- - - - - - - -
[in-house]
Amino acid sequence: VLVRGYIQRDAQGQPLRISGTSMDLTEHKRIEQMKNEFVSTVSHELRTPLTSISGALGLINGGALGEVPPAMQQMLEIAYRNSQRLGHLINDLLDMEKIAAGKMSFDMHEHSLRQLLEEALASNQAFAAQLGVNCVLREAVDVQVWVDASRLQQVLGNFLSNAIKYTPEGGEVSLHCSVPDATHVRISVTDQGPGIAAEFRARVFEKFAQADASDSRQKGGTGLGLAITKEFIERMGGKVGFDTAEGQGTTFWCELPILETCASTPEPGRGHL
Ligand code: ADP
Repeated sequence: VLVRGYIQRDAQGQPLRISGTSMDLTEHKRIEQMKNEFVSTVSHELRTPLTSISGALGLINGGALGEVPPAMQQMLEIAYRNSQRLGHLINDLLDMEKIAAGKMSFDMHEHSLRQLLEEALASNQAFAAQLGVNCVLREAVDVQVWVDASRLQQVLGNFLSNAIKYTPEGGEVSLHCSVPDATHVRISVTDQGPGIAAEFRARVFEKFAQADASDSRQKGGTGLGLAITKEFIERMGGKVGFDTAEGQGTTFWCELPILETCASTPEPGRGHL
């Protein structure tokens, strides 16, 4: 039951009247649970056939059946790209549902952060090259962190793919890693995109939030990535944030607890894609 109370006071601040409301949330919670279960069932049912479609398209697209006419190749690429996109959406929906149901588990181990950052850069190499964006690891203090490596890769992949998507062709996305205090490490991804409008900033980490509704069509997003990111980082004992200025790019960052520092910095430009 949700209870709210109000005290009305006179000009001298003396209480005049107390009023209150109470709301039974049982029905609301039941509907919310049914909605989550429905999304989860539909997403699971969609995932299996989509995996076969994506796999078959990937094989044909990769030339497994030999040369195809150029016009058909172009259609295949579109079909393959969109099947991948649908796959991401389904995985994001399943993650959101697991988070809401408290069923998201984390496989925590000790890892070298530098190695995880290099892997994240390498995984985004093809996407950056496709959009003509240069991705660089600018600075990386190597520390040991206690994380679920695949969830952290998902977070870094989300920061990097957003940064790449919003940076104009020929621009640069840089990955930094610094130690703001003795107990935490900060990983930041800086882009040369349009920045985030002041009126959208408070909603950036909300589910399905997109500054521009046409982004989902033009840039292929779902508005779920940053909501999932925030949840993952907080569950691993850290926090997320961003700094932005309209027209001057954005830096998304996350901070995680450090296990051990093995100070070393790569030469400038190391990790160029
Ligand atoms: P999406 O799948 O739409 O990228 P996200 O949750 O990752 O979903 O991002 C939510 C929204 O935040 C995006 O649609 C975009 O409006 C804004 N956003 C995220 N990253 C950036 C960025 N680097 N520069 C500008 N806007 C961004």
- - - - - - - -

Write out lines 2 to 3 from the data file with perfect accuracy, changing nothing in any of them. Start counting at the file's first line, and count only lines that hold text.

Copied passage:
Amino acid sequence: VLVRGYIQRDAQGQPLRISGTSMDLTEHKRIEQMKNEFVSTVSHELRTPLTSISGALGLINGGALGEVPPAMQQMLEIAYRNSQRLGHLINDLLDMEKIAAGKMSFDMHEHSLRQLLEEALASNQAFAAQLGVNCVLREAVDVQVWVDASRLQQVLGNFLSNAIKYTPEGGEVSLHCSVPDATHVRISVTDQGPGIAAEFRARVFEKFAQADASDSRQKGGTGLGLAITKEFIERMGGKVGFDTAEGQGTTFWCELPILETCASTPEPGRGHL
Ligand code: ADP